By Dr. Salvatore J. Giorgianni, Jr., PharmD.
Senior Science Advisor, Men’s Health Network
and Dr. Jean Bonhomme, MD, MPH.
Founder of the National Black Men’s Health Network
Over two and a half years ago, in the article “African-American Boys and Men in America Are Killing Themselves and No One Seems to Care,” I wrote about the national disgrace that is the heavier toll of suicide facing African-American boys and men.1 I said that in minority communities, people often misunderstand what a mental health condition is, and therefore, discussing the subject is uncommon. A lack of understanding leads many to believe that a mental health condition is a personal weakness or a form of punishment.
African-Americans are also more likely to be exposed to factors that increase the risk for developing a mental health condition, such as discrimination, social isolation, homelessness, and exposure to violence.
What has changed – for better and for worse – since then? Do African-American men and boys continue to have a higher death rate from suicide and violence than others? Is the male suicide rate in the United States still far higher than women? Is suicide still a leading cause of death for minority males? Are African-Americans still more likely to experience serious mental health problems than the general population? Sadly, the answer to all of these questions remains yes.
What has gotten worse? As I’ve said previously, African-American youth who are exposed to violence have a 25% higher risk of developing PTSD than non-Black youth. Violent crime rates in US cities have only increased since 2019.2 This is especially true amongst young African-American men. These two facts seem inextricably tied together: violence leads to PTSD; PTSD leads to violence, over and over again.
Minority access to mental health-related diagnoses and care is impeded by barriers and challenges that are also experienced by minorities who need addiction and recovery support and resources. There also seems a strong correlation between mental health issues and overdose rates. A recent JAMA study suggests that during the COVID epidemic, specifically from January 2019 through mid-2020, opioid overdoses decreased 24% among whites in Philadelphia. Conversely, opioid overdoses actually increased amongst Black Philadelphians by over 50%.3 According to the U. S. Health and Human Services Office of Minority Health, only one third of Black adults diagnosed with mental illness receives treatment. According to the American Psychiatric Association’s “Mental Health Facts for African-Americans” guide, Black adults are less likely to be included in research and receive quality care, while being more likely to use an emergency room as primary care.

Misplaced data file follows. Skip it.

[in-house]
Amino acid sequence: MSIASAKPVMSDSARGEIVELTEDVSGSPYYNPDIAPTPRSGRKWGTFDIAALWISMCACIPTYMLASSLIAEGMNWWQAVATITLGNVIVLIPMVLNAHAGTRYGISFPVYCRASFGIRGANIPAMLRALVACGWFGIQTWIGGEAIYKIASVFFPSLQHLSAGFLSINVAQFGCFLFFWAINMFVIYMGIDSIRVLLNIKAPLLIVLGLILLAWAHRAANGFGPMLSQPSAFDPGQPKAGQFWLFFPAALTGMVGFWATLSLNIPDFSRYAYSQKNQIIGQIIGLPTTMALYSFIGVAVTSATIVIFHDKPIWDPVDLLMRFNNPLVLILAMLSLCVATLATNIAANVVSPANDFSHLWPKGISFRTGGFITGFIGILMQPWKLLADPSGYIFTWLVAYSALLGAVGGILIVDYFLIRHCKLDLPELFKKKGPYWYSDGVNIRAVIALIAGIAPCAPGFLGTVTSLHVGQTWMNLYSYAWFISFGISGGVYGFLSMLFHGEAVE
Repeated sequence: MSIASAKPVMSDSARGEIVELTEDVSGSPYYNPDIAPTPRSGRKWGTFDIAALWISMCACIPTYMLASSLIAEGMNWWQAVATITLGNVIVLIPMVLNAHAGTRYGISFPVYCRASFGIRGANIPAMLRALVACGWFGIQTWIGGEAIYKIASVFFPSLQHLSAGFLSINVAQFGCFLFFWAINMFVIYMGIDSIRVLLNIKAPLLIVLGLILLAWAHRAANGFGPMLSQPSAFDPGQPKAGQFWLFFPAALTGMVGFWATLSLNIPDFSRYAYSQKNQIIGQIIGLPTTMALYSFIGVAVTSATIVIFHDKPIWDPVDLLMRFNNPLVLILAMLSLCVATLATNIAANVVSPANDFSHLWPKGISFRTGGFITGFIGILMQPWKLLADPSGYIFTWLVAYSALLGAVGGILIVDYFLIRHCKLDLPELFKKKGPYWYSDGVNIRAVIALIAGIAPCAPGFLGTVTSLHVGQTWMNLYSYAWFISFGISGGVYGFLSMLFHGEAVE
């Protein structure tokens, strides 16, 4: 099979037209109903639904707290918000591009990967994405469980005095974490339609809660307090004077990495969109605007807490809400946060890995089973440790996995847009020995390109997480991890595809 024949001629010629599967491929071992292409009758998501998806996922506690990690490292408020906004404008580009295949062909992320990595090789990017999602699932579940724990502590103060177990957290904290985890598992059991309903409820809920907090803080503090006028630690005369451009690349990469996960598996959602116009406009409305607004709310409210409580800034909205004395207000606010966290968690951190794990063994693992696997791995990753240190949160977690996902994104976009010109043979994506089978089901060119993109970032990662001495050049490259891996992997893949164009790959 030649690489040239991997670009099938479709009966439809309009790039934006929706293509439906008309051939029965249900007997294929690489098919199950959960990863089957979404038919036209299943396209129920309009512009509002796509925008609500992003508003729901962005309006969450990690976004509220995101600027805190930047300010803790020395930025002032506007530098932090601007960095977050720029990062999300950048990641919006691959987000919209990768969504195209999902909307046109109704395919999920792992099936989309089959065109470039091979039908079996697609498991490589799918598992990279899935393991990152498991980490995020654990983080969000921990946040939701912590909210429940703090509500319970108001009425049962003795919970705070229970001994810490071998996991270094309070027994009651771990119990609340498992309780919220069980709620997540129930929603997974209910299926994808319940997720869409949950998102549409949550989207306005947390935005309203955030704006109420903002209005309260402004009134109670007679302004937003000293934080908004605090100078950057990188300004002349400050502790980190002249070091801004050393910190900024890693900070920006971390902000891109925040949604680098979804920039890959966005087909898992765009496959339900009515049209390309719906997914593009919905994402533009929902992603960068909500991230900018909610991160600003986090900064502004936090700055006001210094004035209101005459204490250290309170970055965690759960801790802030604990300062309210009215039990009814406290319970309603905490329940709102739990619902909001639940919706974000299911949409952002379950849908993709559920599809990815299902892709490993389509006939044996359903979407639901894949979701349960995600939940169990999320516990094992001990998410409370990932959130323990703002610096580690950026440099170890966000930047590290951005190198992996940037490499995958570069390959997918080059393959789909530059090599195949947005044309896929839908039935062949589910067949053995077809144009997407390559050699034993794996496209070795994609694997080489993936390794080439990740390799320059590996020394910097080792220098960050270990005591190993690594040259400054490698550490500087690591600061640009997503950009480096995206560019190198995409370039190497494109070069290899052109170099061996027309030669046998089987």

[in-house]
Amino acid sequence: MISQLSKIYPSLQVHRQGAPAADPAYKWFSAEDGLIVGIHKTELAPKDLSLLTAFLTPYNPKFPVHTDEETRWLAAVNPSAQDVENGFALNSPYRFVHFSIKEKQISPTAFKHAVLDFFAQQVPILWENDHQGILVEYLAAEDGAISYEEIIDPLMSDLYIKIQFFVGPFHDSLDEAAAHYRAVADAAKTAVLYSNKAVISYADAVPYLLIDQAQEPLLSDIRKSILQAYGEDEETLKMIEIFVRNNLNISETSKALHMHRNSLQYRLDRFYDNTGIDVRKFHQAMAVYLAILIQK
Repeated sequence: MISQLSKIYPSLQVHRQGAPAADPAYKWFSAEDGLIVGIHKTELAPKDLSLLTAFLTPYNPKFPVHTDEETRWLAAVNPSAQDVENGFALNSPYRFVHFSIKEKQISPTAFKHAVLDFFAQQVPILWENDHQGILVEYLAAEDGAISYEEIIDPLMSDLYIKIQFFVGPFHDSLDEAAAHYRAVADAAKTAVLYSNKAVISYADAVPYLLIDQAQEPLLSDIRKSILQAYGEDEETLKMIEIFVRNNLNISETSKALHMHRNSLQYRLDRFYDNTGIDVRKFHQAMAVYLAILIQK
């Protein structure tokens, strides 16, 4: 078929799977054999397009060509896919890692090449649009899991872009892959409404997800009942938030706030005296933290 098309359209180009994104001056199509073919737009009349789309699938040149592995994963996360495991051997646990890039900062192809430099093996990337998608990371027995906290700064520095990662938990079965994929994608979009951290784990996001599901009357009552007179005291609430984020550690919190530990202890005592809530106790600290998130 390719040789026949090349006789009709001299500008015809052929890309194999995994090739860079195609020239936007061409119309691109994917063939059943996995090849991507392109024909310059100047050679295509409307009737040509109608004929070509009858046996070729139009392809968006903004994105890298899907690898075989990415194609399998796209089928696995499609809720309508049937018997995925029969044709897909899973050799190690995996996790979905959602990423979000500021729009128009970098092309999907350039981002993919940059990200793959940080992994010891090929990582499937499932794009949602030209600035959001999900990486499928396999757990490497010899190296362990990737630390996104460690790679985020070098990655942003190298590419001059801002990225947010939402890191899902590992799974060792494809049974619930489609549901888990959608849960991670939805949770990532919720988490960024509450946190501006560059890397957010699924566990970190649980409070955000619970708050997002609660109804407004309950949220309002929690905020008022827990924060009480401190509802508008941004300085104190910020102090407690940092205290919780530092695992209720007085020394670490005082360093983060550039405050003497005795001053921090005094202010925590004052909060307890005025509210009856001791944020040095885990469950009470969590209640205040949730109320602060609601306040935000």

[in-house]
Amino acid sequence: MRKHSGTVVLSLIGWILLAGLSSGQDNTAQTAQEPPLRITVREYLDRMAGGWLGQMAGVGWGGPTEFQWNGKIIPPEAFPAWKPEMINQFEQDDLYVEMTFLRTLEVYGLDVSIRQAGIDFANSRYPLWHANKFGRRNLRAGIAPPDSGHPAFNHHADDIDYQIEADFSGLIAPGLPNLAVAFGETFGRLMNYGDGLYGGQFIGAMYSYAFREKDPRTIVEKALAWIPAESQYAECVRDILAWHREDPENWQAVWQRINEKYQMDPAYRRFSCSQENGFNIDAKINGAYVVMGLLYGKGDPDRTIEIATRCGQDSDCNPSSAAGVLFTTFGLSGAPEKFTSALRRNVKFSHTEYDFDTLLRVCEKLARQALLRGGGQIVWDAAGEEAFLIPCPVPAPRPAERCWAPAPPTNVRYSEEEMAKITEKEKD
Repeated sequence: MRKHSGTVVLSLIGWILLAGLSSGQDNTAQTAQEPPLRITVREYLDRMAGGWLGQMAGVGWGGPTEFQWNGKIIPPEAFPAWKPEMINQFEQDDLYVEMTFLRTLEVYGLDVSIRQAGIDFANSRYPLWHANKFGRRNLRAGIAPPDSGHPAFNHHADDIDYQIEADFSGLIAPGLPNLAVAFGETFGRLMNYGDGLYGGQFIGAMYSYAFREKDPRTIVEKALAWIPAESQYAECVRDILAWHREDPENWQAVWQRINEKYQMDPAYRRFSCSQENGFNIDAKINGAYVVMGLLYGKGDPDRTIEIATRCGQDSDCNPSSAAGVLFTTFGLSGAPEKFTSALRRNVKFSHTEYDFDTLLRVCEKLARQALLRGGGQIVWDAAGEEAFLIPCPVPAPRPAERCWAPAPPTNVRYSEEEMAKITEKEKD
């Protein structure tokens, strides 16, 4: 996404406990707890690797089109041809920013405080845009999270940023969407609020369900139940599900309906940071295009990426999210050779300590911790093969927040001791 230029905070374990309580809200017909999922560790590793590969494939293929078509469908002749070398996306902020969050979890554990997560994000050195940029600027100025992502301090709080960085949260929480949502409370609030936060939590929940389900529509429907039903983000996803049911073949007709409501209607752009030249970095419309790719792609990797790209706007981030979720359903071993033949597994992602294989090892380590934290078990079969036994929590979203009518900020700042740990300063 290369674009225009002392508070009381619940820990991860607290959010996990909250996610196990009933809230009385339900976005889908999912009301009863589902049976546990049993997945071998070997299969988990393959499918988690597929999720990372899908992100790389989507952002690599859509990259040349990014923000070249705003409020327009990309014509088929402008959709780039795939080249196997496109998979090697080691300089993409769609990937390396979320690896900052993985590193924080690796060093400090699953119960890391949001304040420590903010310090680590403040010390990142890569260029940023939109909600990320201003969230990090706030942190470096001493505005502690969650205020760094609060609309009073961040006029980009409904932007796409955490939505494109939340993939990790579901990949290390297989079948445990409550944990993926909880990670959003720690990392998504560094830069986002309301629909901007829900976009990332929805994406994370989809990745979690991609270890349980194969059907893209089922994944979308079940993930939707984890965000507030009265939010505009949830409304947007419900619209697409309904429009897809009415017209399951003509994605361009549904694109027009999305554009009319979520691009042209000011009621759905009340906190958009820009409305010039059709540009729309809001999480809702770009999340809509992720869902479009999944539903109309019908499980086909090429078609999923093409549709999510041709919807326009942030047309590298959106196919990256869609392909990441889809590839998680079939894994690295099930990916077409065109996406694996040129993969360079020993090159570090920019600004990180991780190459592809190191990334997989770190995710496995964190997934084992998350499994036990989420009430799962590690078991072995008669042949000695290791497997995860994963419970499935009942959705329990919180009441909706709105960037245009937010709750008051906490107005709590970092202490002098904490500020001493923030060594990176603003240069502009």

I recently spoke with Dr. Jean Bonhomme, founder of the National Black Men’s Health Network, who relayed to me some other startling recent statistics. In 2020, African-Americans made up about 13.5% of the U.S. population, while they also made up over 55% of homicide victims, with a more than a 65% increase in homicides relative to 2019. Other stark figures that Dr. Bonhomme shared were from a recent CDC study. 5
In the same period–2019 through 2020–drug overdose death rates for non-Hispanic Black persons increased by 44%, while for non-Hispanic American Indian or Alaska Native (AI/AN) persons the drug overdose death rates increased by 39%. Other numbers that jump out include the 2020 death rate from overdose among Black males aged ≥ 65 years (52.6 per 100,000) as being nearly seven times that of non-Hispanic white males of a similar age.
Meanwhile, treatment for substance use was at the lowest for Black persons (at 8.3%).6 One factor in the mental health crisis disproportionally facing the Black community is shown in data from the National Association of State Mental Health Program Directors. This data indicates that the number of people admitted to psychiatric hospitals (and other residential facilities) in the US declined from 471,000 in 1970 to 170,000 in 2014.7 This reduction in the availability of a potential intervention opportunity appears to have led to growth in incarceration and similar non-therapeutic interventions, which, in the absence of these other options, take the place of actual psychiatric help. We must also consider that the life circumstances of young black men must also be the driver of many of these differences and disparities. Out of decency alone, the US needs to find a way to identify and target systemic changes to benefit these populations, which have the most urgent need.